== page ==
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Poland and Bulgaria sit on empty pipes for now

The supply of Russian gas to Poland was stopped this morning, says the Polish state gas company PGNiG. Whether Bulgaria will also no longer receive gas is unclear.

The two countries said yesterday that the Russian state gas company Gazprom had told them to shut the gas tap from 08: 00 this morning. Gazprom initially did not want to confirm that, but the company has now confirmed that it has indeed stopped supplying gas to the two countries.

In a statement, the company writes that the Bulgarians have not yet made their payment in rubles for the coming period. Poland and Bulgaria disagree.

Paying for the gas in rubles

The problem is in the way you have to pay. President Putin demands that countries that Russia labels as “unfriendly”, such as the EU countries, the UK and the US, pay in rubles. Western countries refused, after which Putin proposed to pay through a third-party account with Gazprombank. In doing so, the Euros and dollars are converted into rubles.

Poland has repeatedly said it does not want to pay in that way and speaks of breach of contract. “PGNiG is entitled to compensation and will use all contractual and legal possibilities to obtain that compensation,” the state-owned gas company said in a statement.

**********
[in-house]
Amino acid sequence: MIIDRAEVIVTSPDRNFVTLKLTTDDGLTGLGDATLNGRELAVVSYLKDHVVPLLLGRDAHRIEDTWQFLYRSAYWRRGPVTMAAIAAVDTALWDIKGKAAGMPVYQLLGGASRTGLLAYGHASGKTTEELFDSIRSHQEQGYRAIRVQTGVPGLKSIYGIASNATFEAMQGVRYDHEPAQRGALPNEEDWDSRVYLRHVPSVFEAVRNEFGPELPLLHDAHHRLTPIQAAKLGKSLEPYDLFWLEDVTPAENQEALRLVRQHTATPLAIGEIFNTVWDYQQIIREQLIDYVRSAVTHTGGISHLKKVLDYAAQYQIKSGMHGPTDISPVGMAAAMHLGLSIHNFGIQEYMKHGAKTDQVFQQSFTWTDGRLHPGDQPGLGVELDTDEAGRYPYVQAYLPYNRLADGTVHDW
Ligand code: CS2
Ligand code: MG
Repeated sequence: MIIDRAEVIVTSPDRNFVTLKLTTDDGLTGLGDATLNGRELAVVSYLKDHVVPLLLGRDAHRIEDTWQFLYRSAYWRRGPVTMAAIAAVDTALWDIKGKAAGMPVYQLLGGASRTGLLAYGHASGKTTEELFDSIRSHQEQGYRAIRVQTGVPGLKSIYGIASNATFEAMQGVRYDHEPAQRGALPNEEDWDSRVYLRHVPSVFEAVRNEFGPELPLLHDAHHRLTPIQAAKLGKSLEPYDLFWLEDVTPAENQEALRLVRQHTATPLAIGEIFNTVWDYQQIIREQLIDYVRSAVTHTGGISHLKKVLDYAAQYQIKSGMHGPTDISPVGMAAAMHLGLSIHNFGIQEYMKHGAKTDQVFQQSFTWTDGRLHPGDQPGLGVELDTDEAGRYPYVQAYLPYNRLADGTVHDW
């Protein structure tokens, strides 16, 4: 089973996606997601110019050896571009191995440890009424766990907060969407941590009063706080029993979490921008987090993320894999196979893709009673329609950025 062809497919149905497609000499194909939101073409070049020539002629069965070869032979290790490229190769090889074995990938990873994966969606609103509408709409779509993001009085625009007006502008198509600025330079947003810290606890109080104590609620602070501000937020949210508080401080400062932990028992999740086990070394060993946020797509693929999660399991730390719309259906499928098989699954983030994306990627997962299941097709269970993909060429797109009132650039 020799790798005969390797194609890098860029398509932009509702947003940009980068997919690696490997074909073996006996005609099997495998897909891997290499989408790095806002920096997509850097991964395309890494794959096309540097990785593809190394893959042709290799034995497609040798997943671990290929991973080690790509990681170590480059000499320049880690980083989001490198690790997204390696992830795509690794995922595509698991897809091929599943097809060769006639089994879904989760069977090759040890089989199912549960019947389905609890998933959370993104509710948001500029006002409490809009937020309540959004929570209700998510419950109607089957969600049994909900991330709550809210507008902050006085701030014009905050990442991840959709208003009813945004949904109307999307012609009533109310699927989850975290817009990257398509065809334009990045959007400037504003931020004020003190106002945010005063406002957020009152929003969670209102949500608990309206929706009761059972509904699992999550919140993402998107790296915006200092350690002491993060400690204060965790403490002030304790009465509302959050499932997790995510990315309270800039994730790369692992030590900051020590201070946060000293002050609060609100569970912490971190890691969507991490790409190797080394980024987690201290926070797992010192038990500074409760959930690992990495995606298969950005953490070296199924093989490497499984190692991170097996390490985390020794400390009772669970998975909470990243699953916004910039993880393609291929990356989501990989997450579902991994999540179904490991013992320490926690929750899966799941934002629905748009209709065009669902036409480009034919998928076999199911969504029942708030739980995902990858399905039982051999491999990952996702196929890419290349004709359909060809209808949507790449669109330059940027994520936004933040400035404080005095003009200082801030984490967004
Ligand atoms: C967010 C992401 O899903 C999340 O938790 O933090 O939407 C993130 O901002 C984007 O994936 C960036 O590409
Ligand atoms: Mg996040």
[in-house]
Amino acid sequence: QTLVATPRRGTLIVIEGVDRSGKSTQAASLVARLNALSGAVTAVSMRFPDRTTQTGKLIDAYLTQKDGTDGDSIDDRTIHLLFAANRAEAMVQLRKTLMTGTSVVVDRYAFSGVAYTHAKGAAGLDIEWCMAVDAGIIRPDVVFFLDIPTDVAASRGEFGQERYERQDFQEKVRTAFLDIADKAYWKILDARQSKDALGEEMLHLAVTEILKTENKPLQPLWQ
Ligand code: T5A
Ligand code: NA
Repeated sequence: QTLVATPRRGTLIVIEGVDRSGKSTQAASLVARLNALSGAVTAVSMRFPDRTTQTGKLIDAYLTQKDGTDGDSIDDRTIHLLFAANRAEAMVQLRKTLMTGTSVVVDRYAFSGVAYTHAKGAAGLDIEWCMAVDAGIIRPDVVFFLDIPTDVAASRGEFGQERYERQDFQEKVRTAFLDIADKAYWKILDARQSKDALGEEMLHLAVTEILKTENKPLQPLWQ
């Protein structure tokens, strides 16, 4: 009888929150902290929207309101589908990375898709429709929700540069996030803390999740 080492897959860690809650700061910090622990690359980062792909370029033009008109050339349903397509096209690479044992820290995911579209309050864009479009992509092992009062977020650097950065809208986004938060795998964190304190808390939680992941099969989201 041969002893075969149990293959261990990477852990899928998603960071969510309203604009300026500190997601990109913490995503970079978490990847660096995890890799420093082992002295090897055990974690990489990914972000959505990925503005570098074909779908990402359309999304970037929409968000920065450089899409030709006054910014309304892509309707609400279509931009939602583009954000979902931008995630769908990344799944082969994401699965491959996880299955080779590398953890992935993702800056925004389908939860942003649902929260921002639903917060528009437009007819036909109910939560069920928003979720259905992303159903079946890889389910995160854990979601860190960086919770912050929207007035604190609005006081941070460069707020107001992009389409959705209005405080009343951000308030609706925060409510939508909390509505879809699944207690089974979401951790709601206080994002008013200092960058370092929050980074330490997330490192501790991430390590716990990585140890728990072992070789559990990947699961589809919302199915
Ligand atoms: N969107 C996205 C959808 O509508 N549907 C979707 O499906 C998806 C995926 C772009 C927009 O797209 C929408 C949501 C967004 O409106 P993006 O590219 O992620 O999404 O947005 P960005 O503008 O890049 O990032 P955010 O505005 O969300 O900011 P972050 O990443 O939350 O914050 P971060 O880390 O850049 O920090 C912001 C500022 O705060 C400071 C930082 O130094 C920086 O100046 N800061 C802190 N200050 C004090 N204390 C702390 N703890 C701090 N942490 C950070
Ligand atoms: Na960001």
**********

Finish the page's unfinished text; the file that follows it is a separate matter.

Bulgarian Energy minister Nikolov says his country has paid the price. Whether that happened in rubles is not mentioned in it. Nikolov says changing the payment arrangements poses “major risks” for Bulgaria.

He claims that Bulgaria has complied with all agreements and speaks of extortion. Bulgarian Prime Minister Petkov said his country will revise all contracts with Gazprom, including those on the transit of gas to other countries.

President Von der Leyen of the European Commission speaks in a reaction of extortion by the Russians. She calls the shutdown of the gas supply unjustified and unacceptable. According to Von der Leyen, that “once again” confirms the unreliability of Russia as a supplier of gas.

Gazprom has warned Poland and Bulgaria not to tap gas destined for other countries. If they do, the Russians threaten to pump less gas to those other countries as well.

The suspension of gas supplies is the strongest sanction Russia has imposed on European countries to date. Gazprom says that other European countries are still getting gas as usual, but there is less demand today than yesterday.

Paolo Sorbello

Paolo Sorbello is a journalist and researcher. He is a PhD candidate at the University of Glasgow, studying state-business relations in Kazakhstan, Kyrgyzstan and Russia. He is also the Business News Editor of the weekly newspaper The Conway Bulletin.

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